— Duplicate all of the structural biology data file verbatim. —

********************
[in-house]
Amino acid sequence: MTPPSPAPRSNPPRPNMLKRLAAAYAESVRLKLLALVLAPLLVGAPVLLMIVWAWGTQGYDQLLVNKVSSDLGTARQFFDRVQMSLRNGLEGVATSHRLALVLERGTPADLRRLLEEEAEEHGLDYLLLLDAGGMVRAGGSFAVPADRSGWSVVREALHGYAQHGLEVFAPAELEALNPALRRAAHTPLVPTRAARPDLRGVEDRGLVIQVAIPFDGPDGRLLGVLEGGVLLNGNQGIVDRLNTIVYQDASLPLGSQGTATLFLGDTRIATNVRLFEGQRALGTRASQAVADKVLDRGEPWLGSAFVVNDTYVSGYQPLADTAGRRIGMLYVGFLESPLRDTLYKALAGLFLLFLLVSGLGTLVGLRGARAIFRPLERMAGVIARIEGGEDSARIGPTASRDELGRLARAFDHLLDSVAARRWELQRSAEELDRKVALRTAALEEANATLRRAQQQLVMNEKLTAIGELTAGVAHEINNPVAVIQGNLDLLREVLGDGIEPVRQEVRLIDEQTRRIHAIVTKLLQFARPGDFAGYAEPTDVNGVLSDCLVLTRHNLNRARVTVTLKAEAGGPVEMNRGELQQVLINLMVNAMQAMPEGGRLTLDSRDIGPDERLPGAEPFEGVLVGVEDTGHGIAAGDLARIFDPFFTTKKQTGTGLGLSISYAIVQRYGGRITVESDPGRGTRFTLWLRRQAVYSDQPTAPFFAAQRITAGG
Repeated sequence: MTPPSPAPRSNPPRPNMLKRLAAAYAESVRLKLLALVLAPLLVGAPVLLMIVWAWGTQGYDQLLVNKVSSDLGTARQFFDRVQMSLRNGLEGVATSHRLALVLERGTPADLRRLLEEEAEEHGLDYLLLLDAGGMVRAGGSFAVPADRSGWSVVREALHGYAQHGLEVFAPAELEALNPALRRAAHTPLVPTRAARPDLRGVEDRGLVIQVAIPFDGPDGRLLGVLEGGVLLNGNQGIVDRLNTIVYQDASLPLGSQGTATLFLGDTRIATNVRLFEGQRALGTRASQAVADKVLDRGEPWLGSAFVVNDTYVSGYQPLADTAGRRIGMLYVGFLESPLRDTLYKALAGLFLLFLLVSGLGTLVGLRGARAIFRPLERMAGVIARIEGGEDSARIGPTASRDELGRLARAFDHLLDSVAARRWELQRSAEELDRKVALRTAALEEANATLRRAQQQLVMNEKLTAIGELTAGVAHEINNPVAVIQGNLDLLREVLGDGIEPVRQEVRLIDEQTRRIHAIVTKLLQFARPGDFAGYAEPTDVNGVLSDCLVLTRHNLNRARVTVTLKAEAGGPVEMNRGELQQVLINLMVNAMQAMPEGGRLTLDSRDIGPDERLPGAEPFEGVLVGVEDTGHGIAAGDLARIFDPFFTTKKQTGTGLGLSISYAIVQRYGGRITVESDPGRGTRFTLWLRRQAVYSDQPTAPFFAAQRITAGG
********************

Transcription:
[in-house]
Amino acid sequence: MTPPSPAPRSNPPRPNMLKRLAAAYAESVRLKLLALVLAPLLVGAPVLLMIVWAWGTQGYDQLLVNKVSSDLGTARQFFDRVQMSLRNGLEGVATSHRLALVLERGTPADLRRLLEEEAEEHGLDYLLLLDAGGMVRAGGSFAVPADRSGWSVVREALHGYAQHGLEVFAPAELEALNPALRRAAHTPLVPTRAARPDLRGVEDRGLVIQVAIPFDGPDGRLLGVLEGGVLLNGNQGIVDRLNTIVYQDASLPLGSQGTATLFLGDTRIATNVRLFEGQRALGTRASQAVADKVLDRGEPWLGSAFVVNDTYVSGYQPLADTAGRRIGMLYVGFLESPLRDTLYKALAGLFLLFLLVSGLGTLVGLRGARAIFRPLERMAGVIARIEGGEDSARIGPTASRDELGRLARAFDHLLDSVAARRWELQRSAEELDRKVALRTAALEEANATLRRAQQQLVMNEKLTAIGELTAGVAHEINNPVAVIQGNLDLLREVLGDGIEPVRQEVRLIDEQTRRIHAIVTKLLQFARPGDFAGYAEPTDVNGVLSDCLVLTRHNLNRARVTVTLKAEAGGPVEMNRGELQQVLINLMVNAMQAMPEGGRLTLDSRDIGPDERLPGAEPFEGVLVGVEDTGHGIAAGDLARIFDPFFTTKKQTGTGLGLSISYAIVQRYGGRITVESDPGRGTRFTLWLRRQAVYSDQPTAPFFAAQRITAGG
Repeated sequence: MTPPSPAPRSNPPRPNMLKRLAAAYAESVRLKLLALVLAPLLVGAPVLLMIVWAWGTQGYDQLLVNKVSSDLGTARQFFDRVQMSLRNGLEGVATSHRLALVLERGTPADLRRLLEEEAEEHGLDYLLLLDAGGMVRAGGSFAVPADRSGWSVVREALHGYAQHGLEVFAPAELEALNPALRRAAHTPLVPTRAARPDLRGVEDRGLVIQVAIPFDGPDGRLLGVLEGGVLLNGNQGIVDRLNTIVYQDASLPLGSQGTATLFLGDTRIATNVRLFEGQRALGTRASQAVADKVLDRGEPWLGSAFVVNDTYVSGYQPLADTAGRRIGMLYVGFLESPLRDTLYKALAGLFLLFLLVSGLGTLVGLRGARAIFRPLERMAGVIARIEGGEDSARIGPTASRDELGRLARAFDHLLDSVAARRWELQRSAEELDRKVALRTAALEEANATLRRAQQQLVMNEKLTAIGELTAGVAHEINNPVAVIQGNLDLLREVLGDGIEPVRQEVRLIDEQTRRIHAIVTKLLQFARPGDFAGYAEPTDVNGVLSDCLVLTRHNLNRARVTVTLKAEAGGPVEMNRGELQQVLINLMVNAMQAMPEGGRLTLDSRDIGPDERLPGAEPFEGVLVGVEDTGHGIAAGDLARIFDPFFTTKKQTGTGLGLSISYAIVQRYGGRITVESDPGRGTRFTLWLRRQAVYSDQPTAPFFAAQRITAGG